The heating currents for the generation of calcium ions, or thermo-ionization, are 0.4 A for evaporation filament and 2.4 ~ 2.8 A for ionization filament. The procedure of thermo-ionization mass spectrometry of calcium is similar to one described in the earlier work .
The adsorption capability of the adsorbent is expressed with the distribution coefficient Kd, which is determined by the following equation using the experimentally observed concentration of the chemical species in question,
Where Co and Ce are the initial and the equilibrium concentrations of calcium ions in the solution phase, respectively, Vs is the volume of the solution phase and wa is the weight of adsorbent.
The measured distribution coefficients Kd of calcium is plotted in Figure 3. It is seen that the Kd value becomes very large at the very high concentration of acetic acid. Then the Kd values are drastically decreased by addition of water. The value of Kd approx.6000 is much higher than that of conc. HCl systems previously reported . The reason why the Kd is so large in the case of acetic acid is not fully explained but it is conceivable that the dielectric constant of acetic acid reported as 6.2 is much lower than the value of water, 80. The dielectric constant of acetic acid is similar to those of organic solvents. Since the crown-ether resin is considered as an organic material consisting of ether, phenol, benzene etc., calcium ions are easily extracted from the organic solvent to the resin phase, when both phases are consists of non-polar materials.
Figure 3: Distribution coefficient of calcium adsorbed on B18C6E resin in acetic acid solution.
Apparently highly concentrated acetic acid is applicable for chromatographic separation process as a solvent. The large difference in the Kd values is seen between the concentrations 17.5 M and 15M. Care should be taken to keep the concentration of the solution constant in handling the acetic acid solution as the eluent. However, simultaneously, the large difference in Kd could be advantageous from the viewpoint of the regeneration of the resin for cyclic use.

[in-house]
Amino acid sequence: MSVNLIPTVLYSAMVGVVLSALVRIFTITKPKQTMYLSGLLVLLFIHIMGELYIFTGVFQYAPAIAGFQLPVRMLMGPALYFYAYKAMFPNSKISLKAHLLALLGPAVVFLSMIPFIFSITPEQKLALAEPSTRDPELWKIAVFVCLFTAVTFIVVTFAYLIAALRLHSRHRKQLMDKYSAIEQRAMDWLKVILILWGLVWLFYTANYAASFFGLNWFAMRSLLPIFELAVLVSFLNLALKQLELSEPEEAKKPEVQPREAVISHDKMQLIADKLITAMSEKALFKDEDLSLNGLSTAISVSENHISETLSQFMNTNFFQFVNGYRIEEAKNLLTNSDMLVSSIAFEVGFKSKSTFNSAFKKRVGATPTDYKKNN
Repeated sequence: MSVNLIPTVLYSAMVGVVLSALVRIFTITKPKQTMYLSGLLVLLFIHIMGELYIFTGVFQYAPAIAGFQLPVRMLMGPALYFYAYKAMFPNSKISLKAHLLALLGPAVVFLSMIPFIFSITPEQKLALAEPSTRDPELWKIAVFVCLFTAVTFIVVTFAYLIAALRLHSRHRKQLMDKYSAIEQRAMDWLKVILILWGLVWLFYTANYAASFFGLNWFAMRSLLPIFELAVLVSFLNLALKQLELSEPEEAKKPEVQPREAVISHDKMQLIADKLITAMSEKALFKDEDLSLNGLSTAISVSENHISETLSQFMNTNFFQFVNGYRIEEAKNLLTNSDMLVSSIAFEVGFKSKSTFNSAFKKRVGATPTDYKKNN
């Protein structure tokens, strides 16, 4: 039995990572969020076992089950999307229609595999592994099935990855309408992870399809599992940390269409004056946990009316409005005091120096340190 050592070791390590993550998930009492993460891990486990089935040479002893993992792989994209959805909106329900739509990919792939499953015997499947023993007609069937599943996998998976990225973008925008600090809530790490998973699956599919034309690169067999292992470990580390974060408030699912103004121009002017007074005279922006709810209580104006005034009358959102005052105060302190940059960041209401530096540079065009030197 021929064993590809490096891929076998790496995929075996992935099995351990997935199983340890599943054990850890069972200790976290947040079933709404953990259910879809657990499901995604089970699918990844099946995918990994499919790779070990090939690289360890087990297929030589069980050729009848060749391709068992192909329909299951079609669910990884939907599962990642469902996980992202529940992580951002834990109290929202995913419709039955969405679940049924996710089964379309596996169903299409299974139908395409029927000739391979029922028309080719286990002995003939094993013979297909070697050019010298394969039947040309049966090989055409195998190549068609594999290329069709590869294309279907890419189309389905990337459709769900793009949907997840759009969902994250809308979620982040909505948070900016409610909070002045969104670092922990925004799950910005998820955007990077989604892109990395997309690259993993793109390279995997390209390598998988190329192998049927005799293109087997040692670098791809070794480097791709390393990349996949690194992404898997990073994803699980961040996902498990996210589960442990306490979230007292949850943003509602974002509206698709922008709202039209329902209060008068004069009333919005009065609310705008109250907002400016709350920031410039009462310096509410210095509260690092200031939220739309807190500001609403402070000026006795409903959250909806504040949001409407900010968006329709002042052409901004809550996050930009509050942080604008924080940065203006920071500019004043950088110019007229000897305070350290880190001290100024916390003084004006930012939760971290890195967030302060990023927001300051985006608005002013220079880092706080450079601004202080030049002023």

The regeneration procedure is as follows. The eluent of calcium in a concentrated acetic acid solution is charged into the column for enrichment process. After the elution of the calcium adsorption band, the resin is charged with low concentration acetic acid solution to remove the calcium ions adsorbed in the resin. Then the resin is rinsed with conc. acetic acid. Finally the column is again fed with calcium in conc. acetic acid solution. The regeneration is expected to become easy when the process is accomplished only by changing the concentration of the same type of solution.
Taking account of the observed distribution coefficients for acetic acid solutions, the composition of eluent of chromatography was chosen as 0.1 M Ca(CH3COOH)2 in the solvent of 95 % CH3COOH and 5% H2O. The chromatogram of calcium eluted from the bottom of the column is shown in Figure 4 (top). The results of the frontal analysis of isotopic ratio [48Ca]/[40Ca] are also plotted in Figure 4 (bottom). It is confirmed that the heavy isotope 48Ca is accumulated in the front boundary region. This tendency accords with the previously observed isotope fractionation [3-7].
Figure 4: (Top) 48Ca isotope abundance ratio observed at the front boundary. (Bottom) Concentration of calcium in effluent at the front band boundary.
The selected experimental conditions and the results of chromatographic experiment are listed in Table 1. Using the equations mentioned in the earlier section of the present work, the separation coefficient ε was calculated as 4.6x103. The error of ε observed for short migration chromatography is quite large and is estimated to be about 20%, or ± 0.9x10-3, in the case of the present experimental work.